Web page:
Then, inspiration really struck. Rubin wondered: What if I took out the same sports contact list that enabled me to host the biggest, baddest Super Bowl party . . . and instead of inviting them to eat canapes and drink Moët in my suite, ask them to join and do some good for people getting crushed by this miserable pandemic?
As Rubin envisioned it, “Everyone would donate a one-of-a-kind, once-in-a-lifetime experience or item for an online auction and share them on their social media channels in videos.” He would also spread the word through the 45 million sports fans who make up Fanatics’ customer list. And 100% of the proceeds would benefit COVID-19 relief.
Rubin’s first call was to Silver. Warm to the idea, Silver offered a roster spot for the All-Star celebrity game and a readout of the donor’s name at the next NBA draft. Rubin then called his friend, rapper Meek Mill, who suggested Rubin broaden the appeal to include entertainers as well. Before the call ended, Mill offered to donate a Rolls Royce. Next, Rubin asked his buddy Hart if he would contribute.
“Sure, what are you thinking?” asked Hart.
“I don’t know,” Rubin responded. “Maybe a physical training session?”
“What the hell would I want to do that for?” Hart sniffed. “I’ll give them a role and make them a star in my next movie.”
And so it went. Tom Brady, another Rubin pal, donated four tickets to a Bucs game, plus dinner. Bo Jackson organized a fishing trip in Alabama. Kelly Slater was good for a day of surfing.
Rubin relied heavily on his NBA connections. Carmelo Anthony volunteered to host “A Very Melo NYC Weekend.” Kevin Love offered to design the winner’s home gym. Dwyane Wade presented an invite to join him on a tour of Napa Valley. Mark Cuban offered a one-day Mavericks contract during preseason. Rubin himself threw in a $100,000 Fanatics gift card. Rubin called this the All In Challenge. By the time it was over, it had raised more than $60 million to combat food insecurity during the pandemic.
This was a distillation of Rubin, an alloy of hustle, schmooze, execution, marketing, ready-fire-aim impetuousness . . . powered by sports. Though Rubin describes himself as the “world’s worst athlete,” his story isn’t dissimilar from those of the NBA players whose company he keeps. He was a prodigy in his field—in his case, entrepreneurship, running a ski equipment business as a teenager that did six figures in revenue—endowed with talent, drive and passion. Feeling restricted by college (Villanova, in his case), he left school early, effectively, to turn pro.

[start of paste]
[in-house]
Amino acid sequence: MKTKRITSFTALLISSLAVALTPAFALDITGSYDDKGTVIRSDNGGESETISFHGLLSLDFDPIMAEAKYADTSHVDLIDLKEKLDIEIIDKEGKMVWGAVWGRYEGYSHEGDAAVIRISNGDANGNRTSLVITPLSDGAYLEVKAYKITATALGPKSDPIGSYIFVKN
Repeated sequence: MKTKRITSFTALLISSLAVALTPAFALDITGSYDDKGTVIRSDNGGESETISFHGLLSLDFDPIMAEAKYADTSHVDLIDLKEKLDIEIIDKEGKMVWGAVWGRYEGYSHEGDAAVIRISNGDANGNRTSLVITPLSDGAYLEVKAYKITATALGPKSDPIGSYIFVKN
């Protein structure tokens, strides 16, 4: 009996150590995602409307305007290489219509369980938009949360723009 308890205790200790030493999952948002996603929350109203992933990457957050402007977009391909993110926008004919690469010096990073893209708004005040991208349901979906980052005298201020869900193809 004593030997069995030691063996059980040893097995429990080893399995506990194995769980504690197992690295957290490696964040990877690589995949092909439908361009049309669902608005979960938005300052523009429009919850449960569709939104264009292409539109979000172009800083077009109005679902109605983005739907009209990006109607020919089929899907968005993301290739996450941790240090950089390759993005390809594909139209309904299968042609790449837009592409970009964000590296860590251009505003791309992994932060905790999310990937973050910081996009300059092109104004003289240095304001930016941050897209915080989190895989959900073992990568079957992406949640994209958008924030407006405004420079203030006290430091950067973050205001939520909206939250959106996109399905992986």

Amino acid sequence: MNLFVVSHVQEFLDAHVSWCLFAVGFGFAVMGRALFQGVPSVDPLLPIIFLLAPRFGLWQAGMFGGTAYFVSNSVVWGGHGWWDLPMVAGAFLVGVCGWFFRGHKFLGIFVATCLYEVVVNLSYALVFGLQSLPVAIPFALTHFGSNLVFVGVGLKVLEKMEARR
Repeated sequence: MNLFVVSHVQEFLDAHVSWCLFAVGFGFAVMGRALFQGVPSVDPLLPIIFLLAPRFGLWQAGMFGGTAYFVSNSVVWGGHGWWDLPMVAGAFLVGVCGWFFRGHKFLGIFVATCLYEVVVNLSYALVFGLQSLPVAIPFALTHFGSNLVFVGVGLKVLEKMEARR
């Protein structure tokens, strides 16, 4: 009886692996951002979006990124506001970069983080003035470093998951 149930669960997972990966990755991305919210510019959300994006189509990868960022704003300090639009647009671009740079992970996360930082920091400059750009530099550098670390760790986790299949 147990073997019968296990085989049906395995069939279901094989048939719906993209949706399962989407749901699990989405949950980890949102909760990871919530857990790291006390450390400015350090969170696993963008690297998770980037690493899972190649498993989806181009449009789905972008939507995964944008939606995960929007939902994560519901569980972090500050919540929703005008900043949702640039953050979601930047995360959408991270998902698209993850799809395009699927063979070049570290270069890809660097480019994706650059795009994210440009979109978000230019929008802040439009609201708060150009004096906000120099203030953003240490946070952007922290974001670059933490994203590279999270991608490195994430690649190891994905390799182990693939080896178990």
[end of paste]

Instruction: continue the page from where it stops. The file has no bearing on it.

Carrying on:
The same way the scoreboard stat sheets reveal, coldly and unambiguously, which athletes deliver and which don’t, Rubin has financial goals he either meets or misses. “You hear it all the time, this [overlap] between sports and business,” he says. “But there’s really something to it. I think that’s one reason I relate to these guys so much as people.”
Inasmuch as Rubin had a big break, it came in the late ’90s. He was all of 26 and running an apparel and logistics business, GSI Commerce, that was posting $130 million in annual sales. An analyst called, asking him how he was going to integrate the internet into his business model. “I laughed,” Rubin recalls. “I told him the internet was for people who are determined to lose money. I think I hung up on him.” The analyst called back and Rubin, again, dismissed the internet as a fad. But as he thought about it, he realized the opportunity. In short order, Rubin hired the pesky analyst, Michael Conn, as the CFO of the company.
The business pivoted to e-commerce, and in 2011, Rubin sold GSI to eBay for $2.4 billion. The real sleight of hand: While parting with the backorder and fulfillment businesses, he held onto the one that produced actual goods, Fanatics. The goal was to make licensing deals with every major league, expand internationally into sports like soccer; and then make, distribute and sell every possible piece of sports merchandising.